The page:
Tuesday, October 2, 2012

Entry #4

Open Entry:

This is an open entry that allows me to reflect on any part of the writing/reading process or LTED 618 itself. I am extremely excited to begin my Genre Pieces Project. This project requires us to pick a topic that we would like to write about and then create three different genre pieces around the topics, each with a unique purpose and audience. I've chosen to do My Italian Family. The underlying message I want to create from this project is that through relationships with our family we are molded into the individuals that we are. Reflecting on and examining these relationships can bring us to a deeper self-awareness. We are required to use trade books as references and resources. An assignment for our last class was to look up blogs that related to our topic. I discovered some really awesome ones! 

I first surfed the web for blogs on being Italian. I found a number that had to do with food and cooking, shocker! Bleeding Espresso (http://bleedingespresso.com/about) is a blog written by Michelle Fabio, a freelance writer who moved to the land of her ancestors, Calabria, Italy. She blogs about her move, her time in Italy, as well as Italian food. I was immediately drawn to this blog because she is my Pisan. A Pisan is the name Italians use for someone when they are from the same town in Italy. My father’s family was from Calabria, which is the southern tip of Italy. I began to look through her blog and I really realized how distinct ethnic-American experiences could be from one another i.e.: Italian-American, Irish-American, and Chinese-American. I then looked into blogs simply about family. I found several blogs, most dealing with families that had several children.  Most of these blogs focused on families with a upwards of seven children. I found these blogs less helpful. While my family is a big family, it is not because of the number of siblings I have, but rather the fact that my family is made up of so many different types of relatives, cousins, aunts, uncles, brothers,  and sisters. Both of these blogs, however, made me realize the multiple dimensions of my topic and the number of ways it can move  into genre.

Tompkins (2012) supplied a number of examples for multi-genre projects. These ranged from scrapbooks, maps, collages, and podcasts (p. 287). These multi-genre projects got me thinking about the directions I could take my topic. For example, my classmate and I discussed a map that illustrated how most of my family lives on the same street as one another. This map could also extend to other parts of Seneca Falls and convey one aspect of my concept I discovered while brainstorming, "A small town is like a big family." I really like the idea of a scrapbook. While I could literally make a scrapbook about my Italian family, I thought it would also be awesome to write my three pieces and then place them in a scrapbook. This can add another dimension to my genre project and will allow me to use pictures and other types of media and writing to express my overall message.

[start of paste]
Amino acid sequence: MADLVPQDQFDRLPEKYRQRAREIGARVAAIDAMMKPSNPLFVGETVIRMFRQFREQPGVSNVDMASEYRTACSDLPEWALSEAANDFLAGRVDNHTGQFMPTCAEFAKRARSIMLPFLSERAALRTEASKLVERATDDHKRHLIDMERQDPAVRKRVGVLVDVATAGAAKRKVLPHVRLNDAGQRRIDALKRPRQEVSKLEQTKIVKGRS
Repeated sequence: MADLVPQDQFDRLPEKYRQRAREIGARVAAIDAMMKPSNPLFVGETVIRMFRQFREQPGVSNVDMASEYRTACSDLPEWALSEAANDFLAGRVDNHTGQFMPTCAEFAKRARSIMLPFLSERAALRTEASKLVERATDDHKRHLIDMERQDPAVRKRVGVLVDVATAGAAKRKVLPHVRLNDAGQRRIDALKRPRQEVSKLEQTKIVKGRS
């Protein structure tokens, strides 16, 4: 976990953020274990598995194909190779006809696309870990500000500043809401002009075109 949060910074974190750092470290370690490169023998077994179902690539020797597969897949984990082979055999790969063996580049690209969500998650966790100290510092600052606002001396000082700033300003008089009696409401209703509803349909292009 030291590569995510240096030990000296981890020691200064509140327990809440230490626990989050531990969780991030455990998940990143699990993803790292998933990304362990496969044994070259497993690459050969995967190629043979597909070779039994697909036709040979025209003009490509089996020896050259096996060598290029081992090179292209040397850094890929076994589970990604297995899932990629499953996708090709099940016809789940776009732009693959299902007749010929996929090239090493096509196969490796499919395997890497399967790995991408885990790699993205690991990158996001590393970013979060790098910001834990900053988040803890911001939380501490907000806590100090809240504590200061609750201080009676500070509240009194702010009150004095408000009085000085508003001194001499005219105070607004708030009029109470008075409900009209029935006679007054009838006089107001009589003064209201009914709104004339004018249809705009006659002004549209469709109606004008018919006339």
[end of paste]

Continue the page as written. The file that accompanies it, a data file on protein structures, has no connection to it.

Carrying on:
So far I have drafted one genre project piece. It is a letter to my brother. I was very excited about this piece because my brother and I have a very complicated relationship that I feel truly conveys the types of struggles and triumphs siblings go through. In addition, the purpose of this piece is not only a very personal one, but also one that can speak to anyone who has a brother, sister, or relative they consider to act as a sibling. Therefore, the audience for this piece can range from parents who have children, to a brother or sister.While currently the mode is a letter, my brother really loves music and I would love for this piece not only reflect myself but him as well. Maybe I can make this into a multi-genre piece that incorporates the letter genre and some other audio or visual mode. Onto the revision process!

So many ideas, so many options, way too much time to think about it!

1 comment:

  1. Jamie, this is an interesting summary of your progress on your writing project; however, the goal of the R/W blog is for you to revisit and re-examine the topics introduced in the readings.

    If a question or issue does not naturally develop for you while you read, I suggest you consider using one of the questions Tompkins poses at the end of her chapters (or Hicks poses in the Appendix) to guide your exploration of the topics and to help you make a more principled understanding of how you will employ the strategies illustrated in the readings.